EU markets regulator calls for ban on energy intensive crypto mining

crypto mining energy

The vice-chair of Europe’s securities and markets authority has said that proof-of-work crypto mining should be banned.

Erik Thedéen warned that crypto mining poses a risk to meeting climate change goals outlined in the Paris agreement in comments to the FT. He said that regulators across Europe should consider a ban on “proof-of-work” mining, a highly energy intensive method for creating new coins which is used by the world’s two largest crypto projects – Bitcoin and Ethereum.

“The solution is to ban proof of work,” Thedéen told the FT. “Proof of stake has a significantly lower energy profile.”

Under the proof-of-work consensus mechanism all the miners on the network compete to solve the same algorithmic puzzle to verify transactions being added to the block chain. The method is highly energy intensive compared to proof-of-stake which selects a small group of miners at random to sign off transactions.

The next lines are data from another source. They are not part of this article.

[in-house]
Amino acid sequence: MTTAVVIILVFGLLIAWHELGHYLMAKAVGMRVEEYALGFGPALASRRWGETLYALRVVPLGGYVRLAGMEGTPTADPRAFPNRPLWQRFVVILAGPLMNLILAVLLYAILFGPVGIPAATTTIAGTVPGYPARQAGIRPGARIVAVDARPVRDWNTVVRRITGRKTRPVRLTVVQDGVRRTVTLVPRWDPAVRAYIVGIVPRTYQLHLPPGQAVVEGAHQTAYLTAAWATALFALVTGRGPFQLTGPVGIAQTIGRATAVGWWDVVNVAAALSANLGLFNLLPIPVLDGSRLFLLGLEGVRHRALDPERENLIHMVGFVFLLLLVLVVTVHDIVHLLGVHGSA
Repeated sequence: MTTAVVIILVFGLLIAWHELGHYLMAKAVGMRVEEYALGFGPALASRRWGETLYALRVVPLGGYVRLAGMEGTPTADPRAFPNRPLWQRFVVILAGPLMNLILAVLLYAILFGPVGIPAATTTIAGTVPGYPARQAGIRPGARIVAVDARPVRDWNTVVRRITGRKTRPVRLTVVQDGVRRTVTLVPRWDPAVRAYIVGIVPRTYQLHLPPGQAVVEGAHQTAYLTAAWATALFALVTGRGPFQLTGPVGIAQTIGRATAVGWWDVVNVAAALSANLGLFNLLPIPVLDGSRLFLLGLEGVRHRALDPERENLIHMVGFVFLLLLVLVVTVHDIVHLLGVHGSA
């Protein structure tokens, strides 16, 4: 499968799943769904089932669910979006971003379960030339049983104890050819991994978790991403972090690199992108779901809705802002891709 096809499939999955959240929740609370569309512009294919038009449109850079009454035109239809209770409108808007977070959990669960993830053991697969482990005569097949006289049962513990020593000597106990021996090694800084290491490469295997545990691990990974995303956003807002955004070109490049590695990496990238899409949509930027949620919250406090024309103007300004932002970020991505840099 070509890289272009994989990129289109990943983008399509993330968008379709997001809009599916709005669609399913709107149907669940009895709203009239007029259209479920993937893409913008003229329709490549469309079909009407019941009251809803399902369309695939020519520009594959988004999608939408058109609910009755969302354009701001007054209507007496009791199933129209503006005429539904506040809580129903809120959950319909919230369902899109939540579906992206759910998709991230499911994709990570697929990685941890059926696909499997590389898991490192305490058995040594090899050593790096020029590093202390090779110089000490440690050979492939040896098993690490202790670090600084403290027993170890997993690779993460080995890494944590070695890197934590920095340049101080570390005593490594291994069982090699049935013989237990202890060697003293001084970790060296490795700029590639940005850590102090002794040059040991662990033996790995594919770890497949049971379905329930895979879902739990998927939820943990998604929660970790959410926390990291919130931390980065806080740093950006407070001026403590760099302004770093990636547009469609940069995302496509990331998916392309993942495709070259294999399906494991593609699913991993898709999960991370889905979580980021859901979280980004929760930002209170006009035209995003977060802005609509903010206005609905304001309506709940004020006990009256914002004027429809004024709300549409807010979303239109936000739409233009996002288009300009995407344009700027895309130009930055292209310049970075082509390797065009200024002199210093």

Cambridge’s Bitcoin energy consumption index estimates that the mining process uses 134.8TWh of energy per year, more energy than entire countries including Norway, Sweden and the Ukraine. Developers for Ethereum estimate that moving the project to proof-of-stake will cut the network’s carbon footprint by 99.95 per cent.

“We need to have a discussion about shifting the industry to a more efficient technology,” Thedéen said, stressing that he was not calling for an outright ban on crypto assets.

“The financial industry and a lot of large institutions are now active in cryptocurrency markets and they have [environmental, social and governance] responsibilities,” he added.


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